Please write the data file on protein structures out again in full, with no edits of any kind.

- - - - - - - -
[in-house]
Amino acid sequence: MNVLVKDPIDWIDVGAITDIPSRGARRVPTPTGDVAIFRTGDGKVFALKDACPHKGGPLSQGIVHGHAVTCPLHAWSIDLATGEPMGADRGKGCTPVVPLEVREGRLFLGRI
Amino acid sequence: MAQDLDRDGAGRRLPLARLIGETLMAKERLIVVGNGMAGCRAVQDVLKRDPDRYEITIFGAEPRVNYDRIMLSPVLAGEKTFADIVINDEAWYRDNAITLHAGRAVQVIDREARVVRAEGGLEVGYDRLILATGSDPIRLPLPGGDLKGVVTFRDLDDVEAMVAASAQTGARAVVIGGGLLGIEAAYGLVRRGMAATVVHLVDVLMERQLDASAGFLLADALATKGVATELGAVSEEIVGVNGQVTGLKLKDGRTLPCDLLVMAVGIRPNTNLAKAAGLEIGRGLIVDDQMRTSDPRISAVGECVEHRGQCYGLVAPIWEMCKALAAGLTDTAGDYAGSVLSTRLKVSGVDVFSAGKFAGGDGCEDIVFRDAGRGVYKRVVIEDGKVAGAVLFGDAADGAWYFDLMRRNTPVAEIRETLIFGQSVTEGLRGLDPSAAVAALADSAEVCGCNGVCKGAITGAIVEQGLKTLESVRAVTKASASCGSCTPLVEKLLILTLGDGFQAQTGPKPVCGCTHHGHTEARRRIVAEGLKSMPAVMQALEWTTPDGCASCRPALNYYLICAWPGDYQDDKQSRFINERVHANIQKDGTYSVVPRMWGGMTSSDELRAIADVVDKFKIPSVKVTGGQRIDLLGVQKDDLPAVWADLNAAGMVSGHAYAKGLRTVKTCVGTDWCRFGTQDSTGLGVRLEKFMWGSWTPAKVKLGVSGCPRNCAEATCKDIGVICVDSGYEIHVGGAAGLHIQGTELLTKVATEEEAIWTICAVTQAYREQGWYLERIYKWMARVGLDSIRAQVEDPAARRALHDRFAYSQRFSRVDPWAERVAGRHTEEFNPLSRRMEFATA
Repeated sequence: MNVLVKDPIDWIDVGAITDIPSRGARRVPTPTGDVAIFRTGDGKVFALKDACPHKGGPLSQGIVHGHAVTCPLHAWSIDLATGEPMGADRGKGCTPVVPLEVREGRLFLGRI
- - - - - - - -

[in-house]
Amino acid sequence: MNVLVKDPIDWIDVGAITDIPSRGARRVPTPTGDVAIFRTGDGKVFALKDACPHKGGPLSQGIVHGHAVTCPLHAWSIDLATGEPMGADRGKGCTPVVPLEVREGRLFLGRI
Amino acid sequence: MAQDLDRDGAGRRLPLARLIGETLMAKERLIVVGNGMAGCRAVQDVLKRDPDRYEITIFGAEPRVNYDRIMLSPVLAGEKTFADIVINDEAWYRDNAITLHAGRAVQVIDREARVVRAEGGLEVGYDRLILATGSDPIRLPLPGGDLKGVVTFRDLDDVEAMVAASAQTGARAVVIGGGLLGIEAAYGLVRRGMAATVVHLVDVLMERQLDASAGFLLADALATKGVATELGAVSEEIVGVNGQVTGLKLKDGRTLPCDLLVMAVGIRPNTNLAKAAGLEIGRGLIVDDQMRTSDPRISAVGECVEHRGQCYGLVAPIWEMCKALAAGLTDTAGDYAGSVLSTRLKVSGVDVFSAGKFAGGDGCEDIVFRDAGRGVYKRVVIEDGKVAGAVLFGDAADGAWYFDLMRRNTPVAEIRETLIFGQSVTEGLRGLDPSAAVAALADSAEVCGCNGVCKGAITGAIVEQGLKTLESVRAVTKASASCGSCTPLVEKLLILTLGDGFQAQTGPKPVCGCTHHGHTEARRRIVAEGLKSMPAVMQALEWTTPDGCASCRPALNYYLICAWPGDYQDDKQSRFINERVHANIQKDGTYSVVPRMWGGMTSSDELRAIADVVDKFKIPSVKVTGGQRIDLLGVQKDDLPAVWADLNAAGMVSGHAYAKGLRTVKTCVGTDWCRFGTQDSTGLGVRLEKFMWGSWTPAKVKLGVSGCPRNCAEATCKDIGVICVDSGYEIHVGGAAGLHIQGTELLTKVATEEEAIWTICAVTQAYREQGWYLERIYKWMARVGLDSIRAQVEDPAARRALHDRFAYSQRFSRVDPWAERVAGRHTEEFNPLSRRMEFATA
Repeated sequence: MNVLVKDPIDWIDVGAITDIPSRGARRVPTPTGDVAIFRTGDGKVFALKDACPHKGGPLSQGIVHGHAVTCPLHAWSIDLATGEPMGADRGKGCTPVVPLEVREGRLFLGRI